The American Law Institute's Complex Litigation Project, approved at the May 1993 Annual Meeting, represents nothing so much as several fine movements of an otherwise unfinished symphony. Although the membership endorsed this final draft, it prematurely laid the Project to rest. Had the eminent composers been permitted to continue, Congress and the judicial system might have benefitted from a more polished, complete work. Instead, as the Reporters previewed each successive movement, it became apparent that the Reporters, as conductors, were having difficulty getting their distinguished orchestra to play their themes harmoniously.
Similar to the Institute's 1969 Study of the Division of Jurisdiction Between State and Federal Courts, the Complex Litigation Project seems destined to represent a massive, engaging intellectual exercise rather than a pragmatic blueprint that Congress will enact for the conduct of complex litigation. Indeed, the ALI's 1969 study now seems prescient in its recommendation of a minimal diversity requirement for complex cases, a jurisdictional recommendation that appeared in early drafts of the Complex Litigation Project but that subsequently disappeared. Moreover, since 1987 at least, Congress has been marching to its own drummer with regard to enacting procedural reforms concerning complex litigation.
For the past six years, each new legislative session has witnessed the reintroduction of yet another revised version of the Multiparty, Multiforum Jurisdiction Act. While the House Judiciary Committee has not been oblivious to the American Law Institute's parallel efforts, the Judiciary Committee's legislative proposals have reflected more the handiwork of legislative lobbying and compromise than the work product of platonic proceduralists. Without being cynical about either the American Law Institute or Congress, it seems rather dubious that with the Complex Litigation Project now completed, Congress will actually adopt the ALI's Proposed Final Draft.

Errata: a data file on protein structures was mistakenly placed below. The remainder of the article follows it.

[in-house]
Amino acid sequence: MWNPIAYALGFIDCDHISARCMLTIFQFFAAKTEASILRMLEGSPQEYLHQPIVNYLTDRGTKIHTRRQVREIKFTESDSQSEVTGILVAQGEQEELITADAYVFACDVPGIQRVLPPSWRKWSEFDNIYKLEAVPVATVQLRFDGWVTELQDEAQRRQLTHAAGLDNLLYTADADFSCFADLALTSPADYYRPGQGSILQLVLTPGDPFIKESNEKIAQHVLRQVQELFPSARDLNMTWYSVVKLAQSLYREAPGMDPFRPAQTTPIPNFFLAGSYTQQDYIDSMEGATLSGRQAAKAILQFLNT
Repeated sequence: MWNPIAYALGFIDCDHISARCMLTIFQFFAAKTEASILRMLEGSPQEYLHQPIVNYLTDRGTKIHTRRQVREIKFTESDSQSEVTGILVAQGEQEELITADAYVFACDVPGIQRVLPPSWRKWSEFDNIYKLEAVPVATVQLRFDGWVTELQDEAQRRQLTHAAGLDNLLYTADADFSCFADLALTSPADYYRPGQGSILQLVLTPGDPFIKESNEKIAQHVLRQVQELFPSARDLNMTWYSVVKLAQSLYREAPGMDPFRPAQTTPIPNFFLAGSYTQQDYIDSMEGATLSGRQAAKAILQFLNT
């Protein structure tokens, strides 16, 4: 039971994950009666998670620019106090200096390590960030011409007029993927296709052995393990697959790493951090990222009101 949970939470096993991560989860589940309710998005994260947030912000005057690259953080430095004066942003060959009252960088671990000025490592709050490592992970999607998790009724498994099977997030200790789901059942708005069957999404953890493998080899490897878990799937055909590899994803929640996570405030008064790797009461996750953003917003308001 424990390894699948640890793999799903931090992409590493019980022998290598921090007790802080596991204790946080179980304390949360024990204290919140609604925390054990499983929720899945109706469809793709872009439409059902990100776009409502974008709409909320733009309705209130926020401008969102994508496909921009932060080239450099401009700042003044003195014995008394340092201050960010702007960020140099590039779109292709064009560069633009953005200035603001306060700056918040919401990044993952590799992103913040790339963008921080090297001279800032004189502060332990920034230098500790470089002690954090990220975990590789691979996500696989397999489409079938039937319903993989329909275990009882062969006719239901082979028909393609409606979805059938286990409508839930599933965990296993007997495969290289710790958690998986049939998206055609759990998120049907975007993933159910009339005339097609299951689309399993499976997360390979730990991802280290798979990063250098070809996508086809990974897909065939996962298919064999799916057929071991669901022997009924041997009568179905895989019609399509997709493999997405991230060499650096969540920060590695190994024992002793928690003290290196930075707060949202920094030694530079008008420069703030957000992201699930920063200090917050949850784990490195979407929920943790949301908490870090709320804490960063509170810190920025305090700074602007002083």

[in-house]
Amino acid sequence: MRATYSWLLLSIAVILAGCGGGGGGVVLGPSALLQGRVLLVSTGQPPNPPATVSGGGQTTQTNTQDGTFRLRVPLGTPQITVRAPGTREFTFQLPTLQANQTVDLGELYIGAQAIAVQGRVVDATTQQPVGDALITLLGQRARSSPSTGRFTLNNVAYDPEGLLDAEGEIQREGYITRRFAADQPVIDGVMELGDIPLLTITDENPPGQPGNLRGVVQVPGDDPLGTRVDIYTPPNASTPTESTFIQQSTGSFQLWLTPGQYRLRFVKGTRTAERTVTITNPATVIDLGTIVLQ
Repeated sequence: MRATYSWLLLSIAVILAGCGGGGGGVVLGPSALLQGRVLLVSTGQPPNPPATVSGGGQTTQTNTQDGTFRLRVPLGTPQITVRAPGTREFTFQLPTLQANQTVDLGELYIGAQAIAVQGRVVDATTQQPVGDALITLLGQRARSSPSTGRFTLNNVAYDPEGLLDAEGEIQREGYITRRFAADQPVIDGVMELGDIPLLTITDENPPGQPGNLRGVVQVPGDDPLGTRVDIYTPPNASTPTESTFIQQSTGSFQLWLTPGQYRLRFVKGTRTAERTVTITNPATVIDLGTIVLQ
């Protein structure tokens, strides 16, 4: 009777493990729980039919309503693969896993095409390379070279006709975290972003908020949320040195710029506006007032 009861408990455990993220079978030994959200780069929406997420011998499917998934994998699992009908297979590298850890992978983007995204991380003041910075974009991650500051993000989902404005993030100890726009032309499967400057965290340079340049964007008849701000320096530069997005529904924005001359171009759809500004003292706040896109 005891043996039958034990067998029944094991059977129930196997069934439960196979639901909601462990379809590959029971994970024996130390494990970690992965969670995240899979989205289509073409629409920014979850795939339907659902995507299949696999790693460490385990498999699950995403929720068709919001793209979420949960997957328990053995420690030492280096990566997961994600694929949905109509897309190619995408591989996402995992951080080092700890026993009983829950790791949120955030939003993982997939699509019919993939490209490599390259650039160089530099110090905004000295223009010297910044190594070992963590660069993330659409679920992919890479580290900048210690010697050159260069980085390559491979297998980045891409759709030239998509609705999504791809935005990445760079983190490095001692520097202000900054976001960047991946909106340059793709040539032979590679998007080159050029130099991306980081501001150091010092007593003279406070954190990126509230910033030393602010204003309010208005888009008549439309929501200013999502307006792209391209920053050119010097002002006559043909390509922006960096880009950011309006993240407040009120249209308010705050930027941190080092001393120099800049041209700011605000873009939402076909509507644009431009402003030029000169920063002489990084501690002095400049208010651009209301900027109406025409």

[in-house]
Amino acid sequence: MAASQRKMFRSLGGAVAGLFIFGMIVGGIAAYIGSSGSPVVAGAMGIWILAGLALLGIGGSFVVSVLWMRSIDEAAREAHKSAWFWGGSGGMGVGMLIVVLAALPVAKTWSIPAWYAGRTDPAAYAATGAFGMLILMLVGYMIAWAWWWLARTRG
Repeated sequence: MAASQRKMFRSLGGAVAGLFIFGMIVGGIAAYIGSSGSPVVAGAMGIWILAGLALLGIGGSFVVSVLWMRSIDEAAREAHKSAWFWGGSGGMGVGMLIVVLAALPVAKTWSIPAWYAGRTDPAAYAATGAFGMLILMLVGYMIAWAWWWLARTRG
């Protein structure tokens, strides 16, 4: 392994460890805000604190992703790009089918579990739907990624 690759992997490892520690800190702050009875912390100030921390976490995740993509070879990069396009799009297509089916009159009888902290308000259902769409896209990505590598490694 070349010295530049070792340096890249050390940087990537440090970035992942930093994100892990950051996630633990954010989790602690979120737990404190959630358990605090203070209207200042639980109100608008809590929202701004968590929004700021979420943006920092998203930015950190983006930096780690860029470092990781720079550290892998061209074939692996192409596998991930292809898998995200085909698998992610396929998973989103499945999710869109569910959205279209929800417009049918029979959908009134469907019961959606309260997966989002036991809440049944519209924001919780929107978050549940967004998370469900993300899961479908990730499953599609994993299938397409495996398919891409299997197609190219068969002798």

That the Complex Litigation Project's recommendations probably will not become law should not trouble academic proceduralists and should comfort those practicing lawyers who dislike many of the Project's recommendations. As with many ALI enterprises, the development of the Reporters' proposals served to heighten the different perspectives of the academic and practicing legal communities.7 Throughout, the academicians approached the task of complex litigation reform with the mindset of the physics professor confronted with a cosmic problem. The academicians asked: “If I had to construct a set of ideal rules for the conduct of complex mass tort cases, what would they look like?”
To answer their question, the academicians proceeded from a vantage of purist zeal to create platonic rules. The ALI's practicing members, however, brought to bear a pragmatic litigation experience tempered by the perceived interests of their clients. The predictable result of this clash of sensibilities is a mediated final draft that compromises or evades sticky points (state inter-system consolidation of cases), offers amalgamated something-for-everyone solutions (choice-of-law rules), or simply omits difficult problems (jurisdiction).